resources for educators

The Portal to Texas History

History Snapshots

The Influenza Pandemic of 1918-1919

 Images of Red Cross staff making masksLibrary of Congress

During the fall of 1918 and winter of 1919, the world was rocked by an epidemic of influenza known as the Spanish Flu. This strain was exceptionally lethal.  During World War I, 5,170 Texans died while in the armed services, more than a third of these deaths occurred as a result of influenza. 

While precise information on the mortality rate is impossible to establish, it is estimated that twenty-five million Americans were infected, which at the time was twenty-eight percent of the United States population. An estimated 675,000 to 850,000 died from the disease. The worldwide death toll was estimated between 20 - 40 million people. 

The millions of soldiers deployed for World War I facilitated the quick spread of influenza as they were demobilized and transported home.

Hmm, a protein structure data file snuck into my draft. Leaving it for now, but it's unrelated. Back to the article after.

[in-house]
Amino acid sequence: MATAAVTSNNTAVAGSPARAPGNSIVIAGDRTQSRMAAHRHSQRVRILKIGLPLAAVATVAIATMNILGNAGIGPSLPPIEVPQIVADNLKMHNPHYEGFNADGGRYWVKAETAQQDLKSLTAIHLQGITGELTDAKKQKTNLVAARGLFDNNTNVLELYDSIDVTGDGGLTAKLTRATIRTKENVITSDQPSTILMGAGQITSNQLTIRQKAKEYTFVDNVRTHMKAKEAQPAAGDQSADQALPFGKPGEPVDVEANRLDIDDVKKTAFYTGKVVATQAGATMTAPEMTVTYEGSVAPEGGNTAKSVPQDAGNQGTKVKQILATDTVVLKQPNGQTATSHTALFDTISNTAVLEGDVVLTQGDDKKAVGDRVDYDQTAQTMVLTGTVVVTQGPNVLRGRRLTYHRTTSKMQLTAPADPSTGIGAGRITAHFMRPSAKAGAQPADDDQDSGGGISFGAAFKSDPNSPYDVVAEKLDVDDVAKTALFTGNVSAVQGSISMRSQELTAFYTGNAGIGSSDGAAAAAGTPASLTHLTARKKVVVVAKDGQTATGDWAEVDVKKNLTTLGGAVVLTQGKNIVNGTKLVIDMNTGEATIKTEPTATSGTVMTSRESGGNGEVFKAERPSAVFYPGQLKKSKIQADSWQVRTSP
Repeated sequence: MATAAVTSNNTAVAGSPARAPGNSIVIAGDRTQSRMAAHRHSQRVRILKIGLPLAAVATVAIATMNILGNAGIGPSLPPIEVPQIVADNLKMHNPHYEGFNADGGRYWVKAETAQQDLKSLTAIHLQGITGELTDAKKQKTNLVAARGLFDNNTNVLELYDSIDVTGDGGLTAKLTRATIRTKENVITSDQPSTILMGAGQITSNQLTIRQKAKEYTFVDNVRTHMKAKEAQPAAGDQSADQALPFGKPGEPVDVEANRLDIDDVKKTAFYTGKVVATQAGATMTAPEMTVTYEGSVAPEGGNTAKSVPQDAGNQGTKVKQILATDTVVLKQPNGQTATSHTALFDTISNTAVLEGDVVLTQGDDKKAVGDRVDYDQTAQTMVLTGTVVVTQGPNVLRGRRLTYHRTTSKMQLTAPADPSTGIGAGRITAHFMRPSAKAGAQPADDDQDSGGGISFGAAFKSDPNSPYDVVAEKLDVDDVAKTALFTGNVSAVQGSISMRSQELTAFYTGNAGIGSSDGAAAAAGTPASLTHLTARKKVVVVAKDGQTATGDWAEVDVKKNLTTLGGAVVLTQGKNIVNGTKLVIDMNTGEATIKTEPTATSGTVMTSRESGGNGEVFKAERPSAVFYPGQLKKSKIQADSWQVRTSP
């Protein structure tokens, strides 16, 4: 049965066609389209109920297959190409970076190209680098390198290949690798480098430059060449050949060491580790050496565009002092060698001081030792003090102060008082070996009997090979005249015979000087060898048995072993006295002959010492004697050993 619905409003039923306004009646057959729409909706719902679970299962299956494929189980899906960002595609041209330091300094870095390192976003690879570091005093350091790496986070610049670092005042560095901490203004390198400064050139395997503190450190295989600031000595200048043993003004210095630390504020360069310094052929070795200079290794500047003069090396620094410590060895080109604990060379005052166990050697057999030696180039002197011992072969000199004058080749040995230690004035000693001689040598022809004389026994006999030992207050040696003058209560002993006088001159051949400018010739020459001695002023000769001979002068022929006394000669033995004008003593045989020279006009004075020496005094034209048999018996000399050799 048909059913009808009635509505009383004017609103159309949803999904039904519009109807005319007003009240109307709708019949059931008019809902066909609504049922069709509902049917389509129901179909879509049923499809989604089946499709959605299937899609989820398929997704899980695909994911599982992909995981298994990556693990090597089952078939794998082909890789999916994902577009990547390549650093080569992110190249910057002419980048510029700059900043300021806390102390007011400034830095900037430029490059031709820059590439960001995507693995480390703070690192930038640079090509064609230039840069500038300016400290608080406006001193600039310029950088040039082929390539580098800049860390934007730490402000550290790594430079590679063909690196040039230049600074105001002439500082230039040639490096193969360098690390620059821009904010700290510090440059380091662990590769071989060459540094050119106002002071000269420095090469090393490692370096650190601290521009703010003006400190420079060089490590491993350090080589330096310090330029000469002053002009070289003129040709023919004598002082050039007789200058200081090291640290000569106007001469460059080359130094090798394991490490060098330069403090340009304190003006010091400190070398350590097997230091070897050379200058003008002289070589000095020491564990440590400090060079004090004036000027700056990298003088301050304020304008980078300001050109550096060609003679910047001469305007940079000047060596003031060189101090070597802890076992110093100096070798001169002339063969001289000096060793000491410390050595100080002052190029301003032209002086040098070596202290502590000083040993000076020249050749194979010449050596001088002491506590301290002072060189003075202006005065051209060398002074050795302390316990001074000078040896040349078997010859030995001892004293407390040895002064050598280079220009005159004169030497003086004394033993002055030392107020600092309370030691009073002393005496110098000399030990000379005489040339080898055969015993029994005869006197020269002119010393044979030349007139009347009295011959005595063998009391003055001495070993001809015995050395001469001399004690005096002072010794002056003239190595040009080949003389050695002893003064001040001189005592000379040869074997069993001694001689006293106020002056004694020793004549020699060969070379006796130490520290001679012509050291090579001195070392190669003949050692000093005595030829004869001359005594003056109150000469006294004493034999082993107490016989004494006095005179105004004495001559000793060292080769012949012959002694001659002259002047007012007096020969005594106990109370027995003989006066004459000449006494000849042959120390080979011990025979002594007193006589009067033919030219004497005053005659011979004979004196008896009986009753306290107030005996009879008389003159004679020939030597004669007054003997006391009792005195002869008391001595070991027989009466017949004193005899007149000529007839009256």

It should be noted that in the early twentieth century, many antibiotics and antiviral medications, such as penicillin, had not yet been discovered which limited the treatment capabilities of medical doctors. Alexander Fleming published his research on Penicillium notatum in 1929 which generated little interest.  It was not until 1941 when Ernst Chain, with the support of Oxford’s Howard Florey, after years of research developed penicillin into an effective vaccine.  

For additional resources, consult:

The Influenza Pandemic of 1918

The Navy Department Library: “The Pandemic of Influenza in 1918-1919”

National Archives and Records and Records Administration: The Deadly Virus The Influenza Epidemic 1918.